‘Making the University Run 24/7’: The Work of UVA’s Chief Operating Officer
Audio: Inside UVA Episode 5: J.J. Davis(17:40)
Speaker 1 We have eight hundred and fifty million emails that come in that we have to make sure the systems are secure, not
Speaker 2 just to you.
Speaker 1 No, no, no, no, no, they are. Come to you, Jim. OK. Yes.
Speaker 2 Some days it feels like that.
Speaker 1 Exactly.
Speaker 2 Hi, everyone. This is Jim Ryan, president of the University of Virginia. I'd like to welcome all of you to the fifth episode of Inside UVA. This podcast is a chance for me to speak with some of the amazing people at the university and to learn more about what they do and who they are. My hope is that listeners will ultimately have a better understanding of how UVA works and a deeper appreciation of the remarkably talented and dedicated people who make UVA the institution it is. And today's episode of Inside UVA, I am delighted to welcome J.J. Davis UVA is Executive Vice President and chief operating officer. Thanks for being here, J.J..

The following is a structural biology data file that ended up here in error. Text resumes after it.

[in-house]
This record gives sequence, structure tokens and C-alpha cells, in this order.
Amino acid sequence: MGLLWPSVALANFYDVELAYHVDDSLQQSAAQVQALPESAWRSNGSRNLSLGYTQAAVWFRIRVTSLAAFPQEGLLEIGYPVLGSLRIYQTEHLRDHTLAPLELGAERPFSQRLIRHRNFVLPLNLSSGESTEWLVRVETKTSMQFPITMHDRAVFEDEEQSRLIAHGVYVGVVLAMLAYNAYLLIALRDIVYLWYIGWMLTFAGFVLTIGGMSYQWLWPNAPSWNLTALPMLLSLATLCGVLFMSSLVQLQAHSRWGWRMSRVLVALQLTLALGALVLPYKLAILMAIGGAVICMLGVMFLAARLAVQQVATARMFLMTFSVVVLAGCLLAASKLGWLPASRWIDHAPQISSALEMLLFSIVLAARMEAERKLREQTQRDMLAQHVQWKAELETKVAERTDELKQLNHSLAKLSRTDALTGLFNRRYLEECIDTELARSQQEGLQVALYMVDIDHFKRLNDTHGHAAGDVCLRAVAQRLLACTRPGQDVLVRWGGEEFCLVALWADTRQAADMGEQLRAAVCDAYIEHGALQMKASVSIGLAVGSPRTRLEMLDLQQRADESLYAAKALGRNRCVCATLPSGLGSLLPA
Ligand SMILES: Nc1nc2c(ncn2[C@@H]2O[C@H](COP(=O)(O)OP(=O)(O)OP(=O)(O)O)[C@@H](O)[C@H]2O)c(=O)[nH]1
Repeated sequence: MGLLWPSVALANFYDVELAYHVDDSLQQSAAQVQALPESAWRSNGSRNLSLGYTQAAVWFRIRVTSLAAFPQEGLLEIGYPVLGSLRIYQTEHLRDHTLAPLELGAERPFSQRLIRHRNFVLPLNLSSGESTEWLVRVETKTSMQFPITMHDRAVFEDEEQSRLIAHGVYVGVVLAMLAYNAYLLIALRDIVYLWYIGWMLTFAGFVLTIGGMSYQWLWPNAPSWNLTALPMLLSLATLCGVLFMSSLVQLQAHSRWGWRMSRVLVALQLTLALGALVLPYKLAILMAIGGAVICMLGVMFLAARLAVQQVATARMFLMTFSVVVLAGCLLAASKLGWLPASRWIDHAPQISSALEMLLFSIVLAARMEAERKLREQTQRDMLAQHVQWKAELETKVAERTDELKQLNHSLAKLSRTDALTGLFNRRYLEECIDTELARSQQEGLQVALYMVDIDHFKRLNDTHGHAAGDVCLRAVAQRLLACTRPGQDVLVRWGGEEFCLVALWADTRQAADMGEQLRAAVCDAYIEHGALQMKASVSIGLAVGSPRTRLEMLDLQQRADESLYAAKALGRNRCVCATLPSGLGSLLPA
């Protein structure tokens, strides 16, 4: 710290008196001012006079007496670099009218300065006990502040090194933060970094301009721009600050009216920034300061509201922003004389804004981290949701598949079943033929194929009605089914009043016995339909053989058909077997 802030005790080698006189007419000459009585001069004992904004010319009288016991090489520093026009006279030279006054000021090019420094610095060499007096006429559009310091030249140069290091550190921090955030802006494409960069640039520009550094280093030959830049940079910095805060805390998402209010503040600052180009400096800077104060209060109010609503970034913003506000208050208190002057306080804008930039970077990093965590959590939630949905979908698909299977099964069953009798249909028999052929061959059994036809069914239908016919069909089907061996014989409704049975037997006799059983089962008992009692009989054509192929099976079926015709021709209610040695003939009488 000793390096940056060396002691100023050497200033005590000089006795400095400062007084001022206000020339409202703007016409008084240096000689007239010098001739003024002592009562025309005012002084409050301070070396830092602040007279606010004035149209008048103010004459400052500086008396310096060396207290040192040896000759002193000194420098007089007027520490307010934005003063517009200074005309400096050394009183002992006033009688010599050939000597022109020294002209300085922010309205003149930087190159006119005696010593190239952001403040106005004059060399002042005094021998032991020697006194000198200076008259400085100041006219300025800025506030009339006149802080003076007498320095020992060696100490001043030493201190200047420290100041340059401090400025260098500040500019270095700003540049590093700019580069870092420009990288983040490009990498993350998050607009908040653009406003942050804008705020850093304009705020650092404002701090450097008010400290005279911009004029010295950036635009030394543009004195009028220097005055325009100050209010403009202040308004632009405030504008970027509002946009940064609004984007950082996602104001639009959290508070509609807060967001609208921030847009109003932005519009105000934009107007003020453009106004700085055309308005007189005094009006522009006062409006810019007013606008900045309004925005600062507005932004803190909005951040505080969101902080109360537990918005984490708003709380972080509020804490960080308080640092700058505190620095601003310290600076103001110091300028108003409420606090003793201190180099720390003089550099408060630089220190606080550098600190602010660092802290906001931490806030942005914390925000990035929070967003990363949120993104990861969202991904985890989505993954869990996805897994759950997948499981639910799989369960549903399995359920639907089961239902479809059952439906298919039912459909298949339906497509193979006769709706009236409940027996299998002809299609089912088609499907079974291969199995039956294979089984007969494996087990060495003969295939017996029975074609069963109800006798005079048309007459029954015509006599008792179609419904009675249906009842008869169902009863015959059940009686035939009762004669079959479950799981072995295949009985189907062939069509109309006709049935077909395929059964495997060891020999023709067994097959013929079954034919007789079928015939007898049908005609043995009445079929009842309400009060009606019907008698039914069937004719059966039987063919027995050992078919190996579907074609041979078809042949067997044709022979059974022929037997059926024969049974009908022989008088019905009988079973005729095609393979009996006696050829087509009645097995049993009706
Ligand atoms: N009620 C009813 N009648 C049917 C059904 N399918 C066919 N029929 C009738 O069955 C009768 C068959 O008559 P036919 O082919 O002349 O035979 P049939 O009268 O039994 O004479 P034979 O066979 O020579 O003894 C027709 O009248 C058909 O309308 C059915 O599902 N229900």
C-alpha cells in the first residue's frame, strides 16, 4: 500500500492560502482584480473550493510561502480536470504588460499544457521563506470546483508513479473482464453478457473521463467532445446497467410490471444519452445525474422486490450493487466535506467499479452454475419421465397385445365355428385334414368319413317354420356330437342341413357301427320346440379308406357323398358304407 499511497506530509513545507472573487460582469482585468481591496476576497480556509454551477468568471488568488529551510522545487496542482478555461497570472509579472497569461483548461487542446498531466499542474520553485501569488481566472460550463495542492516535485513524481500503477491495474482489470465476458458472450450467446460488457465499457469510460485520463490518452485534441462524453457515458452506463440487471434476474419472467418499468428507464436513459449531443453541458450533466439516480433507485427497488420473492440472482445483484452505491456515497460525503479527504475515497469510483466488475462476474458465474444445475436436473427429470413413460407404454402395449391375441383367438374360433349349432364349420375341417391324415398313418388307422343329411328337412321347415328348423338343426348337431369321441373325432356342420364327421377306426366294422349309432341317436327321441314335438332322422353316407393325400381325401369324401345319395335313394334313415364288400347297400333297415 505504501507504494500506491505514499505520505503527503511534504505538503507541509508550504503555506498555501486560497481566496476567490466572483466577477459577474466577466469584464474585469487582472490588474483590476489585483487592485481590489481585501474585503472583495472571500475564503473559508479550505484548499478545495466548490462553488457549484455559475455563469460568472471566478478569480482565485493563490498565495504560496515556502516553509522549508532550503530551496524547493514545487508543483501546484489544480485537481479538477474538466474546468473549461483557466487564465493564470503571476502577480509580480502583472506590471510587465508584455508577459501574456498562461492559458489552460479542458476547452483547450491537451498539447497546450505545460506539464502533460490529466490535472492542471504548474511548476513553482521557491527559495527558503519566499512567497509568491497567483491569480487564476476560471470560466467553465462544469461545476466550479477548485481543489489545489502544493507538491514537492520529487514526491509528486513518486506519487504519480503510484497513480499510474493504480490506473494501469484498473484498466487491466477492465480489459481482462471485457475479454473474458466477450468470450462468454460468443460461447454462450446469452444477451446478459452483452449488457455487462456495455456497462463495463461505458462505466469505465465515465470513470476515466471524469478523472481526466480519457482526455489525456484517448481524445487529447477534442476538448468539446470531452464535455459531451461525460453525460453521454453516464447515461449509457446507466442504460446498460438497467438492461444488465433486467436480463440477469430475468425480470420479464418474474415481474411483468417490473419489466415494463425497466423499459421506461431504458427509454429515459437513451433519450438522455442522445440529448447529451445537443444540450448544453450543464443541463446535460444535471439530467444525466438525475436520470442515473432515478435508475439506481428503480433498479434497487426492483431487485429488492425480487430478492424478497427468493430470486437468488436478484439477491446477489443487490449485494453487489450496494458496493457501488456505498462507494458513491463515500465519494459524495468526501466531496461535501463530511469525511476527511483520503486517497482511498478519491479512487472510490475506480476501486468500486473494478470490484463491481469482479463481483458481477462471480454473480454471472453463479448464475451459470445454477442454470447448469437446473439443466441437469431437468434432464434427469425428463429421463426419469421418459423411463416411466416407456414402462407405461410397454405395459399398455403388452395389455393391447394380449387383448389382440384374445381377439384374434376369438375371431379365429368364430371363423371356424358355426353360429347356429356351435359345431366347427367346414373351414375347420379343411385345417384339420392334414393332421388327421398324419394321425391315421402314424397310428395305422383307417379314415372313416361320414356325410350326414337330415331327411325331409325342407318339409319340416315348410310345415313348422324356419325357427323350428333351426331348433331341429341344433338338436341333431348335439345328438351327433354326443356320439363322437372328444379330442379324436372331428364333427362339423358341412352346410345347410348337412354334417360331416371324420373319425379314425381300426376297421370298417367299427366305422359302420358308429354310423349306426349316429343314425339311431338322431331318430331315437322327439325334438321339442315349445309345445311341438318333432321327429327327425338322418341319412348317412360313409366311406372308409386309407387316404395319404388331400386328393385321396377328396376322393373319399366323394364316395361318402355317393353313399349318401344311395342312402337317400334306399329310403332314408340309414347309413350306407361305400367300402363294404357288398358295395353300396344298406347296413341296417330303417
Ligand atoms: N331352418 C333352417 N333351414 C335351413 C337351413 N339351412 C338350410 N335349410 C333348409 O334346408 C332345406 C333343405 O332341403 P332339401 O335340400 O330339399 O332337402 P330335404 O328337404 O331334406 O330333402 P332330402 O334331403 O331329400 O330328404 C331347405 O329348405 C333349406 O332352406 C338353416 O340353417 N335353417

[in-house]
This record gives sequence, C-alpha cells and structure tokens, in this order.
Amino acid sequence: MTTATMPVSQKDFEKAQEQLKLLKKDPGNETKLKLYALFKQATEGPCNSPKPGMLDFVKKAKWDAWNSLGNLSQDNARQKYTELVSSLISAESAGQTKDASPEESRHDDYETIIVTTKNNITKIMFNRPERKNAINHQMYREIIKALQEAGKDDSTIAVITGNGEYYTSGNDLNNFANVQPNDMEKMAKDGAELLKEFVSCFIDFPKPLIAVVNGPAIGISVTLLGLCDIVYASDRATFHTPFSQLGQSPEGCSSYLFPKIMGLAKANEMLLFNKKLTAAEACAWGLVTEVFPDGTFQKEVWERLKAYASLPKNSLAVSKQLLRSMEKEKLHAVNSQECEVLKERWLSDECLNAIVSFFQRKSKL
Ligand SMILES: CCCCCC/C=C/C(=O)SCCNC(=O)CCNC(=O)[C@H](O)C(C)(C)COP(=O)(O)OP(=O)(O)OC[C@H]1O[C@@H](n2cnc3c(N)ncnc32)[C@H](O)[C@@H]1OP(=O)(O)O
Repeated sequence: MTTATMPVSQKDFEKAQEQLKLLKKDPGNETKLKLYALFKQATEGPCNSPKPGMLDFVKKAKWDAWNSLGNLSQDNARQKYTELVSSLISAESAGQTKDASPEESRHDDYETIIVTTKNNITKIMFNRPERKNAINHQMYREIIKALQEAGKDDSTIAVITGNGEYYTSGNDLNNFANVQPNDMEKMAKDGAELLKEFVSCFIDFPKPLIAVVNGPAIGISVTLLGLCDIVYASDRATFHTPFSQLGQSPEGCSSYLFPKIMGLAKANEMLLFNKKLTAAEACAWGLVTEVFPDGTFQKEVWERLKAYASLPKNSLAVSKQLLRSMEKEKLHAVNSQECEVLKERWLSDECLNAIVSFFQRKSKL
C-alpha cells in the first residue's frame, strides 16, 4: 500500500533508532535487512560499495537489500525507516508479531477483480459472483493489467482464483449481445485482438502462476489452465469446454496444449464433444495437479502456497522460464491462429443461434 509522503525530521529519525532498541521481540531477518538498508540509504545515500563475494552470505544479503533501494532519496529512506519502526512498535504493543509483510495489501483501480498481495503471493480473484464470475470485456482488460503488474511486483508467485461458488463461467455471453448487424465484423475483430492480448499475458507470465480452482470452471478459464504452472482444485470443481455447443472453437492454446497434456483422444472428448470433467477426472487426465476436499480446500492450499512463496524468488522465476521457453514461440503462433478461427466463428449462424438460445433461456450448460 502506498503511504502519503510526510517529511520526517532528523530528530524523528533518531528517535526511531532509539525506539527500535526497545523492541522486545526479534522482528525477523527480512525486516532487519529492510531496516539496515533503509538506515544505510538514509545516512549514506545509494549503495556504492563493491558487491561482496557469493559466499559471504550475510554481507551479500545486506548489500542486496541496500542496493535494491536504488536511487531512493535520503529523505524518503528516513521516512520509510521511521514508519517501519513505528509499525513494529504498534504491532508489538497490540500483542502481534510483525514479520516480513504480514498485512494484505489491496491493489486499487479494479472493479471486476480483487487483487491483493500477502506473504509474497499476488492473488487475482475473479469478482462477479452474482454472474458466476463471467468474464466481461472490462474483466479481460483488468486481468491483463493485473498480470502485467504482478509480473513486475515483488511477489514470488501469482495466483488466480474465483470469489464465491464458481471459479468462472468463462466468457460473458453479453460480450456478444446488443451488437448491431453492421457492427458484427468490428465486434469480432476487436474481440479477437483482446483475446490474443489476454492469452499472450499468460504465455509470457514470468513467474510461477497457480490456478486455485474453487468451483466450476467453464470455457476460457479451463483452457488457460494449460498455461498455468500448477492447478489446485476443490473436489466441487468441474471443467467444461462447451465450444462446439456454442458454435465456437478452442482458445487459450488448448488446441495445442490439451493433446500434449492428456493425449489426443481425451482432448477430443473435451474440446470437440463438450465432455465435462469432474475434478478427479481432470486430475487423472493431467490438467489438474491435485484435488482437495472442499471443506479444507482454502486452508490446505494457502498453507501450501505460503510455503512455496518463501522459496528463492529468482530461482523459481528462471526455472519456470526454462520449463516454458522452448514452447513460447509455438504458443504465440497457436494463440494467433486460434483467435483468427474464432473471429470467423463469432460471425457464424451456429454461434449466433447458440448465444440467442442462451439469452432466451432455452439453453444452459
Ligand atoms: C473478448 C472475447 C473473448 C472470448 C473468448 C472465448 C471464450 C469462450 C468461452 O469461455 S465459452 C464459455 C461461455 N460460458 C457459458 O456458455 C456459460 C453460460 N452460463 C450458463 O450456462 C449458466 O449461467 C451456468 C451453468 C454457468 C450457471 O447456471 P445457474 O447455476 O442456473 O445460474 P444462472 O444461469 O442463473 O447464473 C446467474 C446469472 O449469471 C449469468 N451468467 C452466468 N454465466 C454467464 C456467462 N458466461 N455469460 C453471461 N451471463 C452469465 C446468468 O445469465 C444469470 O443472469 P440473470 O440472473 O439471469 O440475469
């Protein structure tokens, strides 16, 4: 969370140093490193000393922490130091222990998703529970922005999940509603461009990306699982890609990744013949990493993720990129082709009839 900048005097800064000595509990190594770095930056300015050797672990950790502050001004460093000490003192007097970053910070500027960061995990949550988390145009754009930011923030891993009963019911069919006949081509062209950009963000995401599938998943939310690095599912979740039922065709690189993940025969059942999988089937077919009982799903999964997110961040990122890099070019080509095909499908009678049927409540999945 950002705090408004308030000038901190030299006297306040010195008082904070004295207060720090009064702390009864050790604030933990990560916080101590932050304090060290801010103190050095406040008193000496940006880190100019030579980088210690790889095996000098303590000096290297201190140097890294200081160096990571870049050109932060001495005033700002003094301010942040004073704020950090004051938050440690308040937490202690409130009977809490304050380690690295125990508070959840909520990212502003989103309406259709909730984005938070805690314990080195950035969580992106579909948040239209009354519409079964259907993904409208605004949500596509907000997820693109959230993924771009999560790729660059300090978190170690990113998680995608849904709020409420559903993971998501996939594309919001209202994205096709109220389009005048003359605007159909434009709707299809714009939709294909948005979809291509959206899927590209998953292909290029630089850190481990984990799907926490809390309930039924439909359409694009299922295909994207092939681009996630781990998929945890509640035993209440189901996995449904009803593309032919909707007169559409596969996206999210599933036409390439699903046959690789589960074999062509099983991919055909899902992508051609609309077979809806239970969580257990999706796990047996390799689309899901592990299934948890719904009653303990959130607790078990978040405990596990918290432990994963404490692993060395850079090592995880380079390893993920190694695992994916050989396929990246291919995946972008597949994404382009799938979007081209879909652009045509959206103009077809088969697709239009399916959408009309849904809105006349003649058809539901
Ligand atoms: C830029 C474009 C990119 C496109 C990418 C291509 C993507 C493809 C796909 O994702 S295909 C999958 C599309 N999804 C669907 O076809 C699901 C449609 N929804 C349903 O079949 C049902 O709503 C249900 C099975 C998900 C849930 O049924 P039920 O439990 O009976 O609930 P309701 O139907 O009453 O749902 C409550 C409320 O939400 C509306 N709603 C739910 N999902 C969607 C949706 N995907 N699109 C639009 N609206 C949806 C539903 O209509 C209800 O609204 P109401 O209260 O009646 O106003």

Speaker 1 Thanks for having me, Jim.
Speaker 2 So just first things first, can you tell us how you got the name JJ? And for those who don't know you? Is it J, period, J? Or is it J? Y Dash, J. Y.
Speaker 1 Oh, that's a great question. J. Period. J Period is Jennifer Jeanie. Jennifer was a really popular name. I was born in 1970, and I got the nickname affectionately because there were five Jennifers on my double loaded corridor in my college dorm room and there was a payphone at the end and a parent would call. This is all before the advent of my sons and my dad called, and he said, I'd like to speak to Jennifer. And they said, who? And so he said JJ. So that's how it affectionately stuck. So I was affectionately known as JJ from that point on.
Speaker 2 What were the other four? Jennifer's called Jennifer one, Jennifer two. Jennifer. I mean, how did their parents know?
Speaker 1 Yes, I was middle names. There was and Jennifer and Jennifer Marie? Right?
Speaker 2 So you are Executive Vice President and Chief Operating Officer, Executive Vice President obviously signals that you are one of the top leaders at the university. There is a president and then three executive vice presidents yourself. Craig Kent, who oversees the health system. And Liz McGill, provost, who has also been a guest on the podcast. So the real question is what in the world does a chief operating officer actually do?